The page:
For specific product recommendations, check out our reviews of the 7 Best French Door Refrigerators of the Year!
A French door refrigerator may be for you if...
You want a shallower door swing - for example, if you have a kitchen island in front of your refrigerator
You're looking for extra-large capacity models (see our review of the largest French door refrigerators for some great models to consider in this category!)
You want to keep the freezer on the bottom rather than go for a side by side model
You're willing to pay, on average, a higher price
Side by Side Refrigerators
Side by side refrigerators are very stylish looking. They have the freezer on the left and the fresh food section on the right, split down the middle. They provide better access and visibility to the fresh food and better organization in the freezer section. They also are available with ice and water dispensers on the outside of the freezer door. The only drawback of this style is that the freezer sections are somewhat narrow, making it difficult to accommodate very large items. Side by side models typically range from 20 to 28 cubic feet. Most are 22-26 cubic feet. Compare French door vs side by side designs in our article, or check out the largest side by side refrigerator models!
For specific product recommendations, check out our reviews of the 7 Best Side by Side Refrigerators of the Year!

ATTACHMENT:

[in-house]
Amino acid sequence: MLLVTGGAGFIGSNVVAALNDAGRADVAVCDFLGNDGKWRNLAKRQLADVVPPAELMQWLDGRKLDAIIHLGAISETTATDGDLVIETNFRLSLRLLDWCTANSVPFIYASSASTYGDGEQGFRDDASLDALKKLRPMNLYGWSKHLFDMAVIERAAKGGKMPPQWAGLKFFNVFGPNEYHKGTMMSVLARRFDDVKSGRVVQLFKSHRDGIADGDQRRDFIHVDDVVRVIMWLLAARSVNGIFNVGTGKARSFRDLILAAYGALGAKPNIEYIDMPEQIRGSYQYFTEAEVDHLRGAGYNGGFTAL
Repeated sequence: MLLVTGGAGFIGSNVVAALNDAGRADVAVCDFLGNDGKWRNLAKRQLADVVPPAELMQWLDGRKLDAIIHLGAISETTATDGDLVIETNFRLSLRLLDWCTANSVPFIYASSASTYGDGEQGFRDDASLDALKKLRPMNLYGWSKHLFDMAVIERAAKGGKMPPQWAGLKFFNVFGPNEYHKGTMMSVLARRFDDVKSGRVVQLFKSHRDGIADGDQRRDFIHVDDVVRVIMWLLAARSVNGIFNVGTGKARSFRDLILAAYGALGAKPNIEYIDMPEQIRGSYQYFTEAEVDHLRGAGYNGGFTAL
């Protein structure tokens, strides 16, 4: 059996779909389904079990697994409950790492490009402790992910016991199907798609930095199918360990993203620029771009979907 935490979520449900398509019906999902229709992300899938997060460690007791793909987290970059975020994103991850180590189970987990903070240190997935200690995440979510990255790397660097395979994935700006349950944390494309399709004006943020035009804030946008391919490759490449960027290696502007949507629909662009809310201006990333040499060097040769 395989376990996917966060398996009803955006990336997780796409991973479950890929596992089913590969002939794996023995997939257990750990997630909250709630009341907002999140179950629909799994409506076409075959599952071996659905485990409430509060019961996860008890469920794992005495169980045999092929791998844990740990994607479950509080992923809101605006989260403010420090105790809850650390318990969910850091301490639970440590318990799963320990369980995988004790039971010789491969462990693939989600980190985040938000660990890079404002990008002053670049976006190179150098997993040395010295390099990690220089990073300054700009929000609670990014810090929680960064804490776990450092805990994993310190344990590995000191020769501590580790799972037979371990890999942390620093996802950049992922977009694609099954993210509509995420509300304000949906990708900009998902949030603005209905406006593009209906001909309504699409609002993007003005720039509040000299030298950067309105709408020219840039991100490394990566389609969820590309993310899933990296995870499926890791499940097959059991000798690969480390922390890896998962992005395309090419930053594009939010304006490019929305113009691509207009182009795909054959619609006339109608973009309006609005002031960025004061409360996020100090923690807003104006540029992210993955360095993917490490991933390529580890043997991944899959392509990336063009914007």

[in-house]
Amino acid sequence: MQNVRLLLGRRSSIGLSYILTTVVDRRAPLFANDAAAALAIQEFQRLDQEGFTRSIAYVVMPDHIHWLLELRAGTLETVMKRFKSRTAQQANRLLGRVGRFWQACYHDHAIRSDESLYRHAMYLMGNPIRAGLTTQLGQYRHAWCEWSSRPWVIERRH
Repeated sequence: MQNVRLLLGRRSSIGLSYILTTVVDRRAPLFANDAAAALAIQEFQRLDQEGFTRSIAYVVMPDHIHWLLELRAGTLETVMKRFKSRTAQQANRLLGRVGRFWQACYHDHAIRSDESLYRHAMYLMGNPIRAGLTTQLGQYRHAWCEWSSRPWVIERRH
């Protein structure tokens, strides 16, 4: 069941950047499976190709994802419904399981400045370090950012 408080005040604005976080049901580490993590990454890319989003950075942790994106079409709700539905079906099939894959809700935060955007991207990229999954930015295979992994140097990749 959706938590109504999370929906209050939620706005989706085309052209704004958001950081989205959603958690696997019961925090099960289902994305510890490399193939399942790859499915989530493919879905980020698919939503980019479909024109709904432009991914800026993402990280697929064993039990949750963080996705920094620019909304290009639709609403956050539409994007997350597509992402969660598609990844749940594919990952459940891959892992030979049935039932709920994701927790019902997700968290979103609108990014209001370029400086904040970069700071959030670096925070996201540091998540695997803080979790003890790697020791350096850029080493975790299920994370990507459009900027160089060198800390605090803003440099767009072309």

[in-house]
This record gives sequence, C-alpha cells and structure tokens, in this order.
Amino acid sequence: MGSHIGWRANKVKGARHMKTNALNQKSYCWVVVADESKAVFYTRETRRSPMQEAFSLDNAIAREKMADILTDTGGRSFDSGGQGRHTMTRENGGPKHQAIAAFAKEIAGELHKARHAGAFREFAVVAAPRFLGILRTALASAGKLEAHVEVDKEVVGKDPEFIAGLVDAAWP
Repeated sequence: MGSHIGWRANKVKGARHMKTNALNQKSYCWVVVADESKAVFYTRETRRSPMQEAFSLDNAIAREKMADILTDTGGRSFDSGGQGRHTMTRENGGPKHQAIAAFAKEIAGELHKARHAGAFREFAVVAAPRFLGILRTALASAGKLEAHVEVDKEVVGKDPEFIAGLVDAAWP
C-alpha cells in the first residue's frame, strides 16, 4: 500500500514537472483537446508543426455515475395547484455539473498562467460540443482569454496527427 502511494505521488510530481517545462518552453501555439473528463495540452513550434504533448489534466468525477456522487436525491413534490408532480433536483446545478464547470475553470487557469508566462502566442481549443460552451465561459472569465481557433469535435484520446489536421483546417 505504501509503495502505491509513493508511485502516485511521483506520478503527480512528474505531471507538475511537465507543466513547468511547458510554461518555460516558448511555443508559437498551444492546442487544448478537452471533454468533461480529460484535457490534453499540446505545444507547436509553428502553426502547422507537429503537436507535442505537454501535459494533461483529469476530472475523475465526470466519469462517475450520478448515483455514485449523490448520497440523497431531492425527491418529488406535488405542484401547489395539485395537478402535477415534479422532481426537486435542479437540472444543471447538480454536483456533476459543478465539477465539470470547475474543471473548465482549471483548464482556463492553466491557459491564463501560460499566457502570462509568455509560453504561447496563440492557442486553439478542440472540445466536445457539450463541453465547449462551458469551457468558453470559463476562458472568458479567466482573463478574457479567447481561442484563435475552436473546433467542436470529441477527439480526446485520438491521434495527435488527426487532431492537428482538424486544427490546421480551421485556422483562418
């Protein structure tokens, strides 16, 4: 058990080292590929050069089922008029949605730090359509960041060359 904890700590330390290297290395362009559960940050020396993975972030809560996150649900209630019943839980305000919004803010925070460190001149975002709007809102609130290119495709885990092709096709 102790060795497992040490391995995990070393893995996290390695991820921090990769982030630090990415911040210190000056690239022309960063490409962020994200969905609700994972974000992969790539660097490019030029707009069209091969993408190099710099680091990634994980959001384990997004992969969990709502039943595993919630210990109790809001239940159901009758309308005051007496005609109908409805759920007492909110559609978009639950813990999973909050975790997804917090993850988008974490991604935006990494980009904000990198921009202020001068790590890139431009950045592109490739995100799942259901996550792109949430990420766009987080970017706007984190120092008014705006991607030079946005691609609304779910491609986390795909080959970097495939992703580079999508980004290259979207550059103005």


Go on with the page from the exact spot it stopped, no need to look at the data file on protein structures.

A side by side refrigerator may be for you if...
You access the freezer section often and prefer shelving to drawers
You need an ADA compliant refrigerator
You want an icemaker and/or water dispenser that takes up a minimum amount of space
You need a shallow door swing for your kitchen space
Your budget makes a side by side a more affordable option than a French door
Exterior Styling Options
Built-in refrigerators are made to be built into an opening in the kitchen cabinets so they do not protrude from the cabinets. These high-end appliances do not have finished sides, and the compressor is usually located on the top of the unit. These are available in larger sizes and are usually priced much higher than freestanding refrigerators.
Panel-ready refrigerators are similar to built-in models and are also a high-end option designed to have custom panels and hardware installed on the exterior for a seamless look that will blend in with your kitchen cabinets.
Counter-depth refrigerators have a shallower depth than a typical refrigerator at about 24 to 25 inches plus 5 or so inches for the handles, so they don't stick out from the surrounding cabinetry. These models tend to be wider to make up for the decrease in depth and are another way to achieve a high-end look in your kitchen. They are more expensive than non-counter depth models.